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|Title:||Meteorological effects on 30-years-grown Pinus taeda under a gradient of crown thinning intensities in southern Brazil|
|Citation:||DOBNER JUNIOR, M.; CAMPOE, O. C. Meteorological effects on 30-years-grown Pinus taeda under a gradient of crown thinning intensities in southern Brazil. Forest Ecology and Management, Amsterdam, v. 453, 1 Dec. 2019. DOI: https://doi.org/10.1016/j.foreco.2019.117624.|
|Abstract:||Pinus taeda plantations are an important economic activity in southern Brazil, where edaphoclimatic conditions are optimal. Understanding how meteorological conditions influence tree growth is important in such a favorable environment for reaching high growth rates and for predicting tree growth responses to climate change. The study was designed to evaluate the influence of meteorological variables on 30 years of radial growth of P. taeda trees subjected to different crown thinning intensities in southern Brazil. In total, 9280 measurements of ring width and age were evaluated. Residual chronologies were obtained according to standard dendrochronology techniques. Correlation was calculated between chronologies and meteorological variables, and thus the direction and magnitude of the relationship between meteorology and growth was addressed. Results indicated that, accounting for the whole year, meteorological conditions show no particular influence on the radial growth of Pinus taeda trees in the studied region. The exception was the vapor pressure deficit, with a significant and negative correlation with the radial growth of trees at all thinning intensities. When considering seasons, several consistent correlations were detected. Rainfall during winter, previously or at the end of the growing season, was positively correlated with the radial growth of trees at all thinning intensities. A consistent negative correlation between minimum and maximum temperature during winter and the radial growth of trees shows that P. taeda in southern Brazil, regardless of thinning intensity, benefit from colder winters in general and, particularly, from colder days during winter. Although temperature increases in the highlands of southern Brazil, as a result of global warming, may not render the cultivation of P. taeda unfeasible, they may restrict or shift the region of optimum growth as well as require changes in the genetic material. Results also suggest that high-intensity thinning may increase the influence of temperature on growth pattern of the stands.|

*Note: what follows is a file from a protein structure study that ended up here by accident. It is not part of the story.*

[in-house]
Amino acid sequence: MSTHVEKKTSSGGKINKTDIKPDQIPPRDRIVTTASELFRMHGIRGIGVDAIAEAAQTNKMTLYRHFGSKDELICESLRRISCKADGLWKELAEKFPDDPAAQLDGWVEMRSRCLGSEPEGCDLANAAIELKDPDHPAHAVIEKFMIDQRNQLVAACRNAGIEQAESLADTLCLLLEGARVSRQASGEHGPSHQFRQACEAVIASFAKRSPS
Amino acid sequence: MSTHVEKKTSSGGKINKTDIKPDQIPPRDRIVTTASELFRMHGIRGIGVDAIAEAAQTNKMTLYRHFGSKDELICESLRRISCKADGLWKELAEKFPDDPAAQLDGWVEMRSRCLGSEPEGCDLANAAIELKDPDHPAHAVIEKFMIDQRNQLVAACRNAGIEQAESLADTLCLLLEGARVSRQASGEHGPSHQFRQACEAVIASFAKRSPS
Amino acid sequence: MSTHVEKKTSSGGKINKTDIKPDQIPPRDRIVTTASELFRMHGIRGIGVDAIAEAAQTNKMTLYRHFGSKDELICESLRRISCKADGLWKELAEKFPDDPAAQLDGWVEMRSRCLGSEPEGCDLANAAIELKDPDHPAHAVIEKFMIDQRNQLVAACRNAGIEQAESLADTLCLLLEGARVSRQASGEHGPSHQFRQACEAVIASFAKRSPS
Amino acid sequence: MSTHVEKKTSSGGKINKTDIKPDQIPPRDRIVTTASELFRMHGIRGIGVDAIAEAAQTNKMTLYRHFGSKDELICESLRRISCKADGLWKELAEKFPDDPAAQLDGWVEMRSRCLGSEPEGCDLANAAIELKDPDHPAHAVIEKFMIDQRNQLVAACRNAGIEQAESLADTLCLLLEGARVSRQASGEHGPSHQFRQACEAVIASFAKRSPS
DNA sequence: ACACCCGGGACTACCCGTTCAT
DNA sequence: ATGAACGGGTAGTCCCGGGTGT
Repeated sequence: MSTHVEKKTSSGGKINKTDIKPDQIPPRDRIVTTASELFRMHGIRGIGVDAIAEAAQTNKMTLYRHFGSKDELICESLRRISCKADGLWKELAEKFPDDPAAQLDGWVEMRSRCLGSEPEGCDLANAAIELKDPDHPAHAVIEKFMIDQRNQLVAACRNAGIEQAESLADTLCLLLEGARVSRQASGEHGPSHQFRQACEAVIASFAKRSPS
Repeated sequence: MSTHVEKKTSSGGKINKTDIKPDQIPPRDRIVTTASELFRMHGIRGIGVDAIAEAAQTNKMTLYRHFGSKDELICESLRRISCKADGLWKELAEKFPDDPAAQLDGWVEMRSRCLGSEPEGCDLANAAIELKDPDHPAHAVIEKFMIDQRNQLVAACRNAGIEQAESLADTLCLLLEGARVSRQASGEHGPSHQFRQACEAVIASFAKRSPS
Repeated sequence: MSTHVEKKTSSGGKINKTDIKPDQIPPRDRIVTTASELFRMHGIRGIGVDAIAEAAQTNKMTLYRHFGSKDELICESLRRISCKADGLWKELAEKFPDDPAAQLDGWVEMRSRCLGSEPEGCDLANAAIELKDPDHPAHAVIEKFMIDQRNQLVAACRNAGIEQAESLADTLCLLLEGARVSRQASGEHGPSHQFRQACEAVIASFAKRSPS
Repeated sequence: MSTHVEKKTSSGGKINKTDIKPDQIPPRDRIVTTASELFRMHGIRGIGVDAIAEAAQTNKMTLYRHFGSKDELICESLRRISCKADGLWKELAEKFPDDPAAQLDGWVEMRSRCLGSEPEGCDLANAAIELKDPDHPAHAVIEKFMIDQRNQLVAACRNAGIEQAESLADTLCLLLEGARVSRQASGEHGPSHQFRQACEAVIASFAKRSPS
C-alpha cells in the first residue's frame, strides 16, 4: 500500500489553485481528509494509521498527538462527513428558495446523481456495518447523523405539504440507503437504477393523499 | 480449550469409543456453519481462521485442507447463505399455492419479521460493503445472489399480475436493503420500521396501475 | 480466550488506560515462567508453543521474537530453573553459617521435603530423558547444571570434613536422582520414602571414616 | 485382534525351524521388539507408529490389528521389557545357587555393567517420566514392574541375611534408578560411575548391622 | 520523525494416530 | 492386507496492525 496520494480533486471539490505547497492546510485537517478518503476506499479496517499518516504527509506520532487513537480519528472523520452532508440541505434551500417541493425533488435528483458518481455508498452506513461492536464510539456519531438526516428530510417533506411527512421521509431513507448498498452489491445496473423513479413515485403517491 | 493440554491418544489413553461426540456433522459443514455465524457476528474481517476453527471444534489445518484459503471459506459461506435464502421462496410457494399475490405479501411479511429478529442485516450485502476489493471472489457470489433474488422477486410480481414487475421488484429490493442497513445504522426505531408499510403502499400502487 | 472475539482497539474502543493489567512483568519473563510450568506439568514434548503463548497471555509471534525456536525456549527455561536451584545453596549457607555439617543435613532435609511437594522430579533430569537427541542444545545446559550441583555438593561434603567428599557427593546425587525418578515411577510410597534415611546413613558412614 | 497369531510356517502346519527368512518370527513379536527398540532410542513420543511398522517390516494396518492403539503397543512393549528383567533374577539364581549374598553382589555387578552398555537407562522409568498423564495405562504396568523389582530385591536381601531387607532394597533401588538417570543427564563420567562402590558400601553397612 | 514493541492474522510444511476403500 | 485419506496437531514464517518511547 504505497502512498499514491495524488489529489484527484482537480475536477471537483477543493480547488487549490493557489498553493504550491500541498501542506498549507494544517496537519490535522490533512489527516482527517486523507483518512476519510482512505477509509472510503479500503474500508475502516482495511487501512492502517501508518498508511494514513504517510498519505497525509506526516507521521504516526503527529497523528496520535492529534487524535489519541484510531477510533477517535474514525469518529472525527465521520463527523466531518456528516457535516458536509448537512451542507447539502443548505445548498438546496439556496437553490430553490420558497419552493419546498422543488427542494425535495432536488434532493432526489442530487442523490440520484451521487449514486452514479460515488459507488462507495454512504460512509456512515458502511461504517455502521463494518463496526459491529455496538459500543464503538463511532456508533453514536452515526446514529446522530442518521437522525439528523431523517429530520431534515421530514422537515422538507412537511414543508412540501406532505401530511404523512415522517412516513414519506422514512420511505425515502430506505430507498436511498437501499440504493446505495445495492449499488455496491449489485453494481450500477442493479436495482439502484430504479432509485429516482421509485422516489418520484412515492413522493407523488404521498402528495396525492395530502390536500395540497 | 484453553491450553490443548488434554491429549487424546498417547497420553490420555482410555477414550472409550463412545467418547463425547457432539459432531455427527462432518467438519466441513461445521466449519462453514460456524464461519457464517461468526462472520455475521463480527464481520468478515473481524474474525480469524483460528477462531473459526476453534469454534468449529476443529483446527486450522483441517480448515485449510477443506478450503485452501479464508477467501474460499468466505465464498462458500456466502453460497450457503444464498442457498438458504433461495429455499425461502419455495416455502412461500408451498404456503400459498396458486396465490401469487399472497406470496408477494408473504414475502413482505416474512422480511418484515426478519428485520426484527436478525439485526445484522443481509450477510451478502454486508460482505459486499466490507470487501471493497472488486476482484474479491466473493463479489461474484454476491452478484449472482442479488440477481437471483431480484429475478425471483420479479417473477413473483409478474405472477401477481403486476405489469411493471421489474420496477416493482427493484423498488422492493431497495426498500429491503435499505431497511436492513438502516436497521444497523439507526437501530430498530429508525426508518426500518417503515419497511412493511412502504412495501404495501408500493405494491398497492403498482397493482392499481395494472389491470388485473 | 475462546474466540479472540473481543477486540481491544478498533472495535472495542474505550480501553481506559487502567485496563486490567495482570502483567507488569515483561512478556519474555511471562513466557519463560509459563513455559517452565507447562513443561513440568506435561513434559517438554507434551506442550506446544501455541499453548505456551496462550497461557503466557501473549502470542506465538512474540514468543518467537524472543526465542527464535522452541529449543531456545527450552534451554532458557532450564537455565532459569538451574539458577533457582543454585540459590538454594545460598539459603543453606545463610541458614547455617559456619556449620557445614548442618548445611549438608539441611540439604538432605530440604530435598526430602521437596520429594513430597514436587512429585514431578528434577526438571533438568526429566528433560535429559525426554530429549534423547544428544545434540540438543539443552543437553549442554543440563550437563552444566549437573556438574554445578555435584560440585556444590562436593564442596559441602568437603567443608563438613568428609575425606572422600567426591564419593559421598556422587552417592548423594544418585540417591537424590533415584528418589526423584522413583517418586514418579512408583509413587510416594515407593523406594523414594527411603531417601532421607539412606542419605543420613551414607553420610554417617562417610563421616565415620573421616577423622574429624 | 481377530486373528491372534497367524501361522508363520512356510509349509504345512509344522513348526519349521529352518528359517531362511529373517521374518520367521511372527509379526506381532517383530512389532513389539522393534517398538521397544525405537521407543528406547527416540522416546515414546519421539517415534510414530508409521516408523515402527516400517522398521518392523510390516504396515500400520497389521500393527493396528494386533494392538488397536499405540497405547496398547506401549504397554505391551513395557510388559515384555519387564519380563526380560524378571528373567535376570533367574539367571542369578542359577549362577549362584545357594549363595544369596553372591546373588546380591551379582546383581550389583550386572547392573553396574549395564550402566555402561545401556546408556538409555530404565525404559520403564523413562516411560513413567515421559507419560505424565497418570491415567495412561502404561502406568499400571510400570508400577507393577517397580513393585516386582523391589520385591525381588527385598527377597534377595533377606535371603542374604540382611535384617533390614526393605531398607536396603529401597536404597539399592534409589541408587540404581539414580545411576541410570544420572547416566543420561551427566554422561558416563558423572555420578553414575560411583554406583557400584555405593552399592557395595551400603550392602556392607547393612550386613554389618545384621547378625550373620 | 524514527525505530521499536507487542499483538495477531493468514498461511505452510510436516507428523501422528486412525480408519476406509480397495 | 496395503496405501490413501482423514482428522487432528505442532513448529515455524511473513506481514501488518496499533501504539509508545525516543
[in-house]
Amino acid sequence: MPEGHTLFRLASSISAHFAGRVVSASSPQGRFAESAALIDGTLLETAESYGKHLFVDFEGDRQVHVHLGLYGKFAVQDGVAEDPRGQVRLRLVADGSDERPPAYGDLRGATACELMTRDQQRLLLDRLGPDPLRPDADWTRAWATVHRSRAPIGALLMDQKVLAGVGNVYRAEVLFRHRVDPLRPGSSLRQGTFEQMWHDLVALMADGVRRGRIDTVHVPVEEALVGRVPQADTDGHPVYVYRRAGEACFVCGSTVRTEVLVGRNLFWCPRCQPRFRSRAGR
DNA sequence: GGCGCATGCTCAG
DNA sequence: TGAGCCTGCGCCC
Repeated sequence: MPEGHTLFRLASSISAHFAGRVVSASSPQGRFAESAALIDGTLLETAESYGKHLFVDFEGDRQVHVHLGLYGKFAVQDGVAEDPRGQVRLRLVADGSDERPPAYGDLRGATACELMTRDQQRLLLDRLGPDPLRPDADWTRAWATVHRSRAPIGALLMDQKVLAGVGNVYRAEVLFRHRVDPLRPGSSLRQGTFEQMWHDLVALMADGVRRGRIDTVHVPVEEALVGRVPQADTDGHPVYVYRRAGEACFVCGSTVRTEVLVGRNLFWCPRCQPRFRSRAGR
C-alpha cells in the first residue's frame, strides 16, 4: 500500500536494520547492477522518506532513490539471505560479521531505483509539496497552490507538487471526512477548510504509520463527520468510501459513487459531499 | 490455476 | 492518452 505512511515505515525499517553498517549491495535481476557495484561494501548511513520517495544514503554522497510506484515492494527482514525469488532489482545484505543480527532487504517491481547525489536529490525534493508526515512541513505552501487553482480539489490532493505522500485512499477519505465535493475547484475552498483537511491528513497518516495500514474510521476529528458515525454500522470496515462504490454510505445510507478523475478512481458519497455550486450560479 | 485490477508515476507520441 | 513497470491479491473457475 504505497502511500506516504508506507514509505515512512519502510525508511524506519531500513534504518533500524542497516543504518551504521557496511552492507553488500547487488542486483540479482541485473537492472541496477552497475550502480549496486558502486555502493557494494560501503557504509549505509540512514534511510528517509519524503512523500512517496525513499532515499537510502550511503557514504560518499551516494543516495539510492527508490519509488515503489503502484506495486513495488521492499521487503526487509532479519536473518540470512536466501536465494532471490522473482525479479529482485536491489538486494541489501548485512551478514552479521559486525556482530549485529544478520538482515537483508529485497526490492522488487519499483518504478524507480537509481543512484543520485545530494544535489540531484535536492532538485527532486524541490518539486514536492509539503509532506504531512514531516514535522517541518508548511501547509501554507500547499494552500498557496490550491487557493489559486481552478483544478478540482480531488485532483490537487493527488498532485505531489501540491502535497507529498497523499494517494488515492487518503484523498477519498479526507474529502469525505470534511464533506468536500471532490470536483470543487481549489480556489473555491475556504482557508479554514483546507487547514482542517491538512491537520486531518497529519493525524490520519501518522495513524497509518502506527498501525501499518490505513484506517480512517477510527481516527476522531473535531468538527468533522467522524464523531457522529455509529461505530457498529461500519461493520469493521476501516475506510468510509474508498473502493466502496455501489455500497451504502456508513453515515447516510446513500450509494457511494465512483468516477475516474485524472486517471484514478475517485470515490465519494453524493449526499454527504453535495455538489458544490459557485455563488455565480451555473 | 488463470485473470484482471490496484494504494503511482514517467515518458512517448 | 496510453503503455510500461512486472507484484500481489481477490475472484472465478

|Appears in Collections:||DCF - Artigos publicados em periódicos|
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